$ sort -u wordlist | wc -l 96316
OK, so let’s remove any word that contains a letter that doesn’t exist in our seed anagram: poultry outwits ants. Time to let go of bash and friends, and call in the big guns: Python.
#!/usr/bin/env python from __future__ import (absolute_import, print_function, unicode_literals) import os.path import urllib2 """ Unoptimised file downloader with minimal cache management. It expects a newline-delimited file and removes any line that contains letters not found in an arbritrary string """ def fileFromHTTP(url, filename): """I download a file and save it to the provided filename""" print("Downloading file:", url) file = urllib2.urlopen(url).read() with open(filename, 'wb') as fp: fp.write(file) def fileToList(file): """I know how split a file into a list(). Yay me.""" print("Splitting file into list()") lines = [x.decode('utf-8') for x in file.splitlines()] return lines def getEnglishWords(url): """I check if the cache is warm, and download the file if it can't be found locally""" filename = os.path.basename(url) if not os.path.isfile(filename): fileFromHTTP(url, filename) with open(filename, 'rb') as fp: file = fp.read() return fileToList(file) def filterWords(haystack, needles): """I take a a list of words, and remove any that can't be found in the needles string""" print("Removing words that contain letters not found in anagram") print("Original set of words length:", len(haystack)) # The list(set()) operation is done to remove dupes haystack = list(set(haystack)) for word in list(haystack): if not existsInPool(needles, word): haystack.remove(word) print("Filtered set of words length:", len(haystack)) return haystack def existsInPool(pool, word): """I check whether `word` could possibly exist in `pool`""" pool = list(pool) try: for c in word: pool.remove(c) except ValueError: return False return True def main(): words_url = 'http://followthewhiterabbit.trustpilot.com/cs/wordlist' anagram = 'poultryoutwitsants' words = getEnglishWords(words_url) words = filterWords(words, anagram) if __name__ == '__main__': main()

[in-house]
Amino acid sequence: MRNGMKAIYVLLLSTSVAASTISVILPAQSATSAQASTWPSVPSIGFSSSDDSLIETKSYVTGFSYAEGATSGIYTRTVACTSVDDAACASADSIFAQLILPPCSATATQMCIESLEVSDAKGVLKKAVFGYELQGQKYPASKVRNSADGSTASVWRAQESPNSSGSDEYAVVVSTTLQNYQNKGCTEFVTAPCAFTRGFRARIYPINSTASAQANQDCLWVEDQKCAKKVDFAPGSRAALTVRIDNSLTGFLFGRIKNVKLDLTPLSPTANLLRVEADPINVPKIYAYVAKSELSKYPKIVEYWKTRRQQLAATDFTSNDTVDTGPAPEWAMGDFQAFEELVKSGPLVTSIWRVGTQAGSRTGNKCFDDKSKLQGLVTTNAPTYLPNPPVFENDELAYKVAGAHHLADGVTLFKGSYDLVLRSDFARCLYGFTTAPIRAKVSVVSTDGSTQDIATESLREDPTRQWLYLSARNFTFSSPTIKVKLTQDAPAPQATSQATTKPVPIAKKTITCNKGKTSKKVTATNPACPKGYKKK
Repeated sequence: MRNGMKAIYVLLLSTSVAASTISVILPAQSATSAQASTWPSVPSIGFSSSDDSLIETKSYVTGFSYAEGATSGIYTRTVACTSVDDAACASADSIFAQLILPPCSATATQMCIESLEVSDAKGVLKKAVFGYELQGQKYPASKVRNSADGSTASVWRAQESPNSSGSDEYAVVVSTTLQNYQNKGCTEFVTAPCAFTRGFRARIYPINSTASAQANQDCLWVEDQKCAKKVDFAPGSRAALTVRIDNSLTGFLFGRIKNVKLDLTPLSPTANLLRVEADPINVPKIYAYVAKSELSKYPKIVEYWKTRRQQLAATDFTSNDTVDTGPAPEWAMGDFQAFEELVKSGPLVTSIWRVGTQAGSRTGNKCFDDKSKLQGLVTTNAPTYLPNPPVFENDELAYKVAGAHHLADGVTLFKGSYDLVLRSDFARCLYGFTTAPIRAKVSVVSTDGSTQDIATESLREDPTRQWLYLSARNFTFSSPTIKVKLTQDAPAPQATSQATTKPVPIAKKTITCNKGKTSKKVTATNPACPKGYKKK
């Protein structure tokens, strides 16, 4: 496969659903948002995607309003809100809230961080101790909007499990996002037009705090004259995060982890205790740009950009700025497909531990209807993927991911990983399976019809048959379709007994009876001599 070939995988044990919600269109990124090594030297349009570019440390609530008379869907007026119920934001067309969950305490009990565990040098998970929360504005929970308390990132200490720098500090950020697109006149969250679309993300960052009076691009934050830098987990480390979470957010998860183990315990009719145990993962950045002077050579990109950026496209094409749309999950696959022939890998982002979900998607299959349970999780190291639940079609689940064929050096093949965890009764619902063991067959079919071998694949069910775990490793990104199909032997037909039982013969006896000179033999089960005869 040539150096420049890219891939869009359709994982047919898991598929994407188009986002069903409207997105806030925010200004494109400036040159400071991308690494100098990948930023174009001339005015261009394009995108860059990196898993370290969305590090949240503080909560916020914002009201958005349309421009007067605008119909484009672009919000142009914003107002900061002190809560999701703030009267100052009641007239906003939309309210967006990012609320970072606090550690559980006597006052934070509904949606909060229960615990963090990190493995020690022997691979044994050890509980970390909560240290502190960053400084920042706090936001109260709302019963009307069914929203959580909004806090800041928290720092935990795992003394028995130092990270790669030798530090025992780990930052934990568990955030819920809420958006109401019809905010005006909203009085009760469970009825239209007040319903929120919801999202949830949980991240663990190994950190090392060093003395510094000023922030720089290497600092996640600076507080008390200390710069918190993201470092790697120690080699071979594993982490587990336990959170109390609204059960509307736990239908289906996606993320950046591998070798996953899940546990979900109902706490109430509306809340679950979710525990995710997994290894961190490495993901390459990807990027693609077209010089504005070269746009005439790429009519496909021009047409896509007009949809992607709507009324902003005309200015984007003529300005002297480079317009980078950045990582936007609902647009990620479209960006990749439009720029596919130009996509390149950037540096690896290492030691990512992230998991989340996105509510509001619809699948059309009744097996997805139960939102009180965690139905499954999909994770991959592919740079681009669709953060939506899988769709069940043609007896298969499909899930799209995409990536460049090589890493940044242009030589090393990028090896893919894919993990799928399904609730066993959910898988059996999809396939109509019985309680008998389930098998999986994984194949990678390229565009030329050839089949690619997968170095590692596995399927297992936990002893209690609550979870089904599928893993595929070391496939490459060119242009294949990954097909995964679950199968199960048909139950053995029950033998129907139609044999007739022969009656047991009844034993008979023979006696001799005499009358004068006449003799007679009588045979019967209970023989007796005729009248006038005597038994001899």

Let’s give it a run and see how many words we managed to squash out:
$ python foo.py Splitting file into list() Removing words that contain letters not found in anagram Original set of words length: 99174 Filtered set of words length: 1658
OK, we managed to remove 98.32% of the words list provided by Trustpilot. This definitely reduces the amount of calculations we’re going to have to perform, but it doesn’t really make things that much easier. Let’s look at why.
The usual way to calculate the number of permutations will again be based around factorials, as we used previously. As before, let’s assume the target anagram is made of 3 words, just like the seed anagram. What would be the formula to calculate that? Well actually, the Python documentation gives it right to us:
# for n the pool length, and r the number of permutations: n! / (n-r)!
So applied to our problem:
1658! / (1658 - 3)! => 4 549 538 736 # 18 bytes per anagram, 3 bytes for spaces, 32 bytes for the md5 hash 4549538736 * (18 bytes + 3 bytes + 32 bytes) => 241 125 553 008
I guess it would be possible to load up a Cassandra cluster with 240GB of data and use Apache Spark to carve through it, but it doesn’t really seem like the right way to do it.
In the next article (part 2), we’ll write a quick python script that starts crunching through the list of words and find a way to discard impossible permutations.